Tuesday, March 15, 2011

Adam Smith's Lecturing Technique By One of his Students

“There was no situation in which the abilities of Mr Smith appeared to greater advantage than as a Professor. In delivering his lectures, he trusted almost entirely to extemporary elocution. His manner, though not graceful, was plain and unaffected;
and, as he seemed to be always interested in the subject, he never failed to interest his hearers. Each discourse consisted commonly of several distinct propositions, which he successively endeavoured to prove and illustrate. These propositions, when announced in general terms, had, from their extent, not unfrequently something of the air of a paradox. In his attempts to explain them, he often appeared, at first, not to be sufficiently possessed of the subject, and spoke with some hesitation. As he advanced, however, the matter seemed to crowd upon him, his manner became warm and animated, and his expression easy and fluent. In points susceptible of controversy, you could easily discern, that he secretly conceived an opposition to his opinions, and that he was led upon this account to support them with greater energy and vehemence. By the fulness and variety of his illustrations, the subject gradually swelled in his hands, and acquired a dimension which, without a tedious repetition of the same views, was calculated to seize the attention of his audience, and to afford them pleasure, as well as instruction, in following the same object, through all the diversity of shades and aspects in which it was presented, and afterwards in tracing it backwards to that original proposition or general truth from which this beautiful train of speculation had proceeded’ (in Stewart, Account …, in EPS, 275-6).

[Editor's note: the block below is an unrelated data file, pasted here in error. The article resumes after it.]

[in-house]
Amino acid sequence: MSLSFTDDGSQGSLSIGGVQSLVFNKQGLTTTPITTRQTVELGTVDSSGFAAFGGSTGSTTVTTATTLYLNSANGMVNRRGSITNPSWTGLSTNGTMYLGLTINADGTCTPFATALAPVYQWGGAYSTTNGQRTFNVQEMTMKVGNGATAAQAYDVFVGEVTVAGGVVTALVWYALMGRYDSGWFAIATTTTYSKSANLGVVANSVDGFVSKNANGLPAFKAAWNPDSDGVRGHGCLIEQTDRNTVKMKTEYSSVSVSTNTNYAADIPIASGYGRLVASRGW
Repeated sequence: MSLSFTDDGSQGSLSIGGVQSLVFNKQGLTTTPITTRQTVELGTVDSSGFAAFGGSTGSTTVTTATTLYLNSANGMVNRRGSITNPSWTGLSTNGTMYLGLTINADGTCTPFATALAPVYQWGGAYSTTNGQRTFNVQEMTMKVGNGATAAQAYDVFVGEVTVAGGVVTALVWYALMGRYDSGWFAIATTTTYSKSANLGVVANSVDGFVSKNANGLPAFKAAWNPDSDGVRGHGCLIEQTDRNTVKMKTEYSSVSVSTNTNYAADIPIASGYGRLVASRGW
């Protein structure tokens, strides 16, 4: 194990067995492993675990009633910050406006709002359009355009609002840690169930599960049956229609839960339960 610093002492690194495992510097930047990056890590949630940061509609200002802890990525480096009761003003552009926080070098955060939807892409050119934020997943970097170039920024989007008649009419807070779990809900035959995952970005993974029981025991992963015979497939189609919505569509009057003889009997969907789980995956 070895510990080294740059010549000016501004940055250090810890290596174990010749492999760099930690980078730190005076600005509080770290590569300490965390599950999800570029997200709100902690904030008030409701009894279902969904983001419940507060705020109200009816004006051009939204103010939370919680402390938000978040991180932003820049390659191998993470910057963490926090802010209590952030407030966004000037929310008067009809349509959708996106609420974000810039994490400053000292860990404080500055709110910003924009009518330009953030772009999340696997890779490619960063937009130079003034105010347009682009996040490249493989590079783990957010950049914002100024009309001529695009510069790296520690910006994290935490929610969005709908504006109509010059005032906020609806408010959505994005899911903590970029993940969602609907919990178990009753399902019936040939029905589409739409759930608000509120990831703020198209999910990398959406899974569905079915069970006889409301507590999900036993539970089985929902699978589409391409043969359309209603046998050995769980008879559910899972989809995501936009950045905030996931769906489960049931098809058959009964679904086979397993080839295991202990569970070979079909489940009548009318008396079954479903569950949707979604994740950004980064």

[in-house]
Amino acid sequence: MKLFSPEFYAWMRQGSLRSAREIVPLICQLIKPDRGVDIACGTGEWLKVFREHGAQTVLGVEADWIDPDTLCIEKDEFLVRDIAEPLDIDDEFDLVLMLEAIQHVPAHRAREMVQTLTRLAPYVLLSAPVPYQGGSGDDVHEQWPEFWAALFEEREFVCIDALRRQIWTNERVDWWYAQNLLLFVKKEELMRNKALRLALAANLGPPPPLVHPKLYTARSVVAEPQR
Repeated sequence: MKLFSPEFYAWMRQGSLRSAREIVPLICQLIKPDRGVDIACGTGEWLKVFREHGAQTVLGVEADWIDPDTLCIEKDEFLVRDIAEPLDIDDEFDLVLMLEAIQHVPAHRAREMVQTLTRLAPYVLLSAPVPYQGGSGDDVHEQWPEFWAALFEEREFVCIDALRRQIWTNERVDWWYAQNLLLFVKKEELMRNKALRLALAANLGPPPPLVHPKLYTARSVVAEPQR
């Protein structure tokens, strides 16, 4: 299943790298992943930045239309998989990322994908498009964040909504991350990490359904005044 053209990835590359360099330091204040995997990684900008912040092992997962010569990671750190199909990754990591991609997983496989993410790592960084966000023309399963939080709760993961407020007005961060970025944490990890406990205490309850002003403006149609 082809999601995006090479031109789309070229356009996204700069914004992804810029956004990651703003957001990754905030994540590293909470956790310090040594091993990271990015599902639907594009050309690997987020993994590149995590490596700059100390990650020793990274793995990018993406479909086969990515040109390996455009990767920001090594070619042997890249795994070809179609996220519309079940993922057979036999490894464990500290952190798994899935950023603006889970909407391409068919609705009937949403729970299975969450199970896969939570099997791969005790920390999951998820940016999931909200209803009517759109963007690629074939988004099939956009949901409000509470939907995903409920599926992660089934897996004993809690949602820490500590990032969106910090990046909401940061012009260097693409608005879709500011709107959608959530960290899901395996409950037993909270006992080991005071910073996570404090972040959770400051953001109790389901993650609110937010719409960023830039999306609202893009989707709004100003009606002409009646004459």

John Millar, Professor of Law at the University of Glasgow, former pupil and long- time friend of Adam Smith, quoted by Dugald Stewart, in his Biographical “Account of the Life and Writings of Adam Smith, LL.D”, which formed his eulogy to Adam Smith before the Royal Society of Edinburgh, 1793, and published in first in the Royal Society’s Transactions, volume 3, 1794, and also appeared in every edition of Moral Sentiments throughout the 19th century. It was republished in Essays On Philosophical Subjects (1980) as volume III of the Glasgow edition of the Works and Correspondence of Adam Smith, pages 265-351.

I have posted this extract from the first biography of Adam Smith because it is related to the extract, quoted below of Adam Smith’s parable of an imagined Chinese earthquake that is reported in Moral Sentiments (1759).

It demonstrates Smith’s lecturing technique, used to effect to make his philosophical comments legible to his student listeners and his readers, which should be borne in mind when considering the importance of this (and many other) examples of this method in his books.

Carelessly stopping a quotation after the first few sentences of a paragraph can lead to misleading conclusions about Smith’s actual views that do not reflect the main points of his discourses. This is often seen clearly in the erroneous notions that often proliferate in modern media and even (shame on them) among modern scholars about Adam Smith's actual views.



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